There’s More Water Ice on Pluto Than First Thought

When New Horizons made its close pass pf Pluto on July 14, 2015, it did much more than just take pretty pictures; it was also scanning the planet with a suite of science instruments designed to determine the nature of its surface, atmosphere, composition, and other key characteristics. One of these instruments was the Linear Etalon Imaging…

The Old Charon in the New Charon’s Arms

An image like this could only be captured by an observer who’d traveled the 3.2 billion miles to take it beyond the orbit of Pluto! Luckily for us, in July 2015 we had exactly that: the New Horizons spacecraft, which had spent the previous nine and a half years soaring across the Solar System.

This Giant Ice Volcano on Pluto is All Wright

This bumpy wrinkled pucker is actually an enormous ice volcano — i.e., a cryovolcano — on the surface of Pluto, imaged by the passing New Horizons spacecraft on July 14, 2015. Informally called Wright Mons, the feature is about 90 miles (150 km) across and 2.5 miles (4 km) high, about as high as some of the tallest…

Planetkiller Presents New Evidence for “Planet X”

A planet-killing astronomer is now attempting to introduce a new world into the Solar System. Self-professed “Pluto killer” Mike Brown — the Caltech professor and astronomer whose discovery of Eris in 2005 prompted the reclassification of what constitutes a full-fledged planet, thus knocking Pluto from the list a year later — is now offering up evidence for the existence of a “real” ninth…

Hear the Call of Cthulhu with New Pics of Pluto

If you’ve been waiting and dreaming for more high-resolution images of Pluto, the stars are now right: there’s a new mosaic from New Horizons out that snakes across the dwarf planet’s rugged (and notably non-Euclidean) surface, displaying many types of fascinating terrain: craters, pits, jumbled ice mounds, and the edges of a large dark region dubbed “Cthulhu” after…

Stop Everything and Look at This Color Pic from Pluto

Yes, stop. Whatever you’re doing (unless it’s open-heart surgery in which case what are you doing online you quack) stop it right now and just look at this. It’s a new version of the high-resolution images of Pluto acquired by New Horizons on July 14, 2015, except here color data was added to create an enhanced-color…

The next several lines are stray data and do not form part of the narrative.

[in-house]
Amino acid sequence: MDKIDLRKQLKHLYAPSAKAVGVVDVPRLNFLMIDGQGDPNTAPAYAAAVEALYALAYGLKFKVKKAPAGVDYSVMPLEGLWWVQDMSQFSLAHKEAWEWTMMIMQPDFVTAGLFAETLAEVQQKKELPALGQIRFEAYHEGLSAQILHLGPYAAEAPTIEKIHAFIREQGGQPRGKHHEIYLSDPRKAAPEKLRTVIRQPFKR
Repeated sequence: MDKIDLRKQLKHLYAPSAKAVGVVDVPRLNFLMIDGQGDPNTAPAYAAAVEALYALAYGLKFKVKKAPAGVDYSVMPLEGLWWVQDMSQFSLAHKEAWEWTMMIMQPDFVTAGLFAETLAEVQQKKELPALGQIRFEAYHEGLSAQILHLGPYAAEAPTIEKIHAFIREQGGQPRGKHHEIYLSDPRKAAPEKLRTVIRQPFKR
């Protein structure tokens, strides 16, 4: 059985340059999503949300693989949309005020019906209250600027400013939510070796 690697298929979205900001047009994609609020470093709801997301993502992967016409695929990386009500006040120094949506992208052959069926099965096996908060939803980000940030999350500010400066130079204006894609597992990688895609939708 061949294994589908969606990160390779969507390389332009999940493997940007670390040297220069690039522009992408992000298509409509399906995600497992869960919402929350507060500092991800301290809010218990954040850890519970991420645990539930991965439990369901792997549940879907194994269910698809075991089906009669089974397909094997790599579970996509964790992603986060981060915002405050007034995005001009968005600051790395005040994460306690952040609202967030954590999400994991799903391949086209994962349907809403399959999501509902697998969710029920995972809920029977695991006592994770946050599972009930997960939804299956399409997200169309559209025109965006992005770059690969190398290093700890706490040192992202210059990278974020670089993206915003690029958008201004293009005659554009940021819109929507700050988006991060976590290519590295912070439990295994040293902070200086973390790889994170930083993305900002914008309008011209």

Pluto Is the New Science Star of the Solar System

Now over four months after the historic and long-awaited flyby of Pluto by New Horizons, planetary scientists have had a steady stream of unprecedented data arriving on Earth from the outwardly-speeding spacecraft. We’ve learned more about Pluto in the past few months than we had over the decades before and the information is still being analyzed…

Pluto Looks Amazing (Again) in the Latest View From New Horizons

At the beginning of September the world was treated to a fantastic view of the night side of Pluto, captured by the New Horizons spacecraft as it departed the distant icy world on July 14, 2015. Backlit by the sun, Pluto’s surprisingly complex atmospheric haze created a ghostly glow above its crescent-lit limb while frozen mountains cast…

Pluto’s Moon Kerberos Gets Into the Picture

For decades, far-off Pluto and its moons were just a collection of bright spots in even our most powerful telescopes. Now the dwarf planet and its family of five moons has been revealed in intimate detail with the long-awaited flyby of the New Horizons spacecraft. Last week the “family portrait” of the Pluto system was made…

Here’s Our NEW Best Look Ever at Pluto

Just a week after releasing some of the most incredible images of a planetary surface ever, the New Horizons team did it again today with even more new views of distant Pluto — this time with a high-resolution enhanced color image of Pluto that just begs to be intimately explored, pixel by pixel (and this…